Elder abuse services to adopt response focus


The focus of elder abuse services will shift from prevention to response, in line with government contracts which take effect from July 1.

The Ministry of Social Development notified services current funding would end on June 30, Age Concern Otago Age Concern Otago Elder Abuse and Neglect Prevention Service social worker Marie Bennett

A new type of Elder Abuse Response Service was put up for open tender, and Age Concern Otago won the bid.

“While we are still awaiting word on the final shape of the service, it is clear that the focus will shift away from education and prevention to purely response,” Ms Bennett said.

“We are unsure of how this will affect our clients, but in the meantime it is business as usual.”

The three-year contract would require Age Concern Otago to expand its coverage to include from the Waitaki south to Balclutha and inland to Wanaka.

A part-time social worker was employed to cover the Central Otago area, and another would be needed for the Waitaki area.

“With this expanded service, I’m sure we will see an increase in the number of cases we will be dealing with,” Ms Bennett said.

In Dunedin, Ms Bennett said she dealt with more than 100 cases of elder abuse each year – and cases were growing ever more complex.

“We are finding increasingly that family members are needing support and education, as well as the older person.”

Today Awareness Day, and the theme “Elder Abuse Hits Close to Home” highlights the fact that the vast majority of elder abuse happens within families.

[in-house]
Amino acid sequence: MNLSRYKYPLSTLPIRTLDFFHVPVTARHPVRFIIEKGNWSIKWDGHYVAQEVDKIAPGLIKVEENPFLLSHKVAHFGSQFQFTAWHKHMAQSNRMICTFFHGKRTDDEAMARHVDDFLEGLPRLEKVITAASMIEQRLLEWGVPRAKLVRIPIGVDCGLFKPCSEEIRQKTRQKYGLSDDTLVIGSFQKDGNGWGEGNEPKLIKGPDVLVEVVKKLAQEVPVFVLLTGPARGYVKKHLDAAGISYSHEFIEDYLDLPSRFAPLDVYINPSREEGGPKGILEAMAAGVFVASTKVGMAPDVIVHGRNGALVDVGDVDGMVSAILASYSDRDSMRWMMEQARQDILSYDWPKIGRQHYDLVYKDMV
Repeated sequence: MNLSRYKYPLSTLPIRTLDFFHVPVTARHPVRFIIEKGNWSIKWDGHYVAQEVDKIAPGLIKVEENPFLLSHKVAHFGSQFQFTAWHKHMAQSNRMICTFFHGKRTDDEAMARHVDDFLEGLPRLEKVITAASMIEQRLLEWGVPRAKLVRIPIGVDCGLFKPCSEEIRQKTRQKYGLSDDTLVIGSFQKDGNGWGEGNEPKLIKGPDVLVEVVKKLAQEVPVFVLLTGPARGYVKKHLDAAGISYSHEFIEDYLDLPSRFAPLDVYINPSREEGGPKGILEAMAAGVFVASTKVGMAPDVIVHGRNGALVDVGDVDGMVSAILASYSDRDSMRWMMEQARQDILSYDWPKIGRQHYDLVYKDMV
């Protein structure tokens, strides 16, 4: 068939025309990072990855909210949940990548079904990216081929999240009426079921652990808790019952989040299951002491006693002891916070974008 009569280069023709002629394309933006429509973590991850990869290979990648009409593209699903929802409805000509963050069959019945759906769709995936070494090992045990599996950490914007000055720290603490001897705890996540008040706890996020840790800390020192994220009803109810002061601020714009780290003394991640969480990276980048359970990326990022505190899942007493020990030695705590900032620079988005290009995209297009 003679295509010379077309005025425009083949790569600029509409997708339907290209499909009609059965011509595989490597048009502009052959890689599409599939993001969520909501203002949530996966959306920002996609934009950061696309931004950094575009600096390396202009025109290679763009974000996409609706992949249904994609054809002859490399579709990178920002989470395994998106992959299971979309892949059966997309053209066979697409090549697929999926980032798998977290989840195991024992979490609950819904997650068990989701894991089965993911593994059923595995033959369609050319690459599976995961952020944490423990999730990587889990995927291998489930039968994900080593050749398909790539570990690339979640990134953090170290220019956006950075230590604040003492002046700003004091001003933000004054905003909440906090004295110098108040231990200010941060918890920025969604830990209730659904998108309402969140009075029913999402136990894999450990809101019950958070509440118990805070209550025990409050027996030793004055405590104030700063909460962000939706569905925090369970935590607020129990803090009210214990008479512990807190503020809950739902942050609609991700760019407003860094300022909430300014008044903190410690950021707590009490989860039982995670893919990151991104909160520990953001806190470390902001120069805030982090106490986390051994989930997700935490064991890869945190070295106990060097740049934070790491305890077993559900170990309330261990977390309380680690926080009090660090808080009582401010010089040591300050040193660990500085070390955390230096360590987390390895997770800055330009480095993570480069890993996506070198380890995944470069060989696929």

“People find it shocking, but it is clear that elder abuse is hitting close to home,” Ms Bennett said.

Age Concern New Zealand statistics showed that 75% of alleged abusers were family members and 50% were adult children or grandchildren.

Abusers were equally likely to be women as men, the statistics showed.

“Something I have been seeing a lot more of is grandparents bringing up grandchildren, and struggling to deal with teenage dramas,” Ms Bennett said.

“It is hard for grandparents to say no.”

The incidence of financial abuse was also increasing, and 51% of cases now involved money.

“Sometimes, when younger family members are under financial pressure, they feel entitled to their older relative’s assets,” Ms Bennett said.

With the increasing cost of housing, more adult children were moving home, adding to the pressure on older people.